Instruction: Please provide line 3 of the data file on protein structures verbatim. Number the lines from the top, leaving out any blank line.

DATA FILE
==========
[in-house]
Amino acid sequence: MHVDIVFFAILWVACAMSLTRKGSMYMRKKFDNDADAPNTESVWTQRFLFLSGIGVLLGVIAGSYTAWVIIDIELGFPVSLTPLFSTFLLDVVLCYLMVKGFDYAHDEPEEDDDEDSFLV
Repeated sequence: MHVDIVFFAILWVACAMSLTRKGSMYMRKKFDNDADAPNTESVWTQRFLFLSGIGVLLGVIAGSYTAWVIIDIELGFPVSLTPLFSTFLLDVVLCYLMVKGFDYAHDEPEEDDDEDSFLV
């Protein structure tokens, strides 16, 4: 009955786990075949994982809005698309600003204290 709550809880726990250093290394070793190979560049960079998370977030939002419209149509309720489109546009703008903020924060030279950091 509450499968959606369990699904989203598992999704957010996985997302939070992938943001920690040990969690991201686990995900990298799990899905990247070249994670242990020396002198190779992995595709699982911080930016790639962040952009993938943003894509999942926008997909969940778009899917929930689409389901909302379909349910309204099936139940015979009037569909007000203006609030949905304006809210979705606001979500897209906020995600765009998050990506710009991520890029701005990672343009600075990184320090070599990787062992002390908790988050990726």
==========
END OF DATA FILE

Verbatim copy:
Repeated sequence: MHVDIVFFAILWVACAMSLTRKGSMYMRKKFDNDADAPNTESVWTQRFLFLSGIGVLLGVIAGSYTAWVIIDIELGFPVSLTPLFSTFLLDVVLCYLMVKGFDYAHDEPEEDDDEDSFLV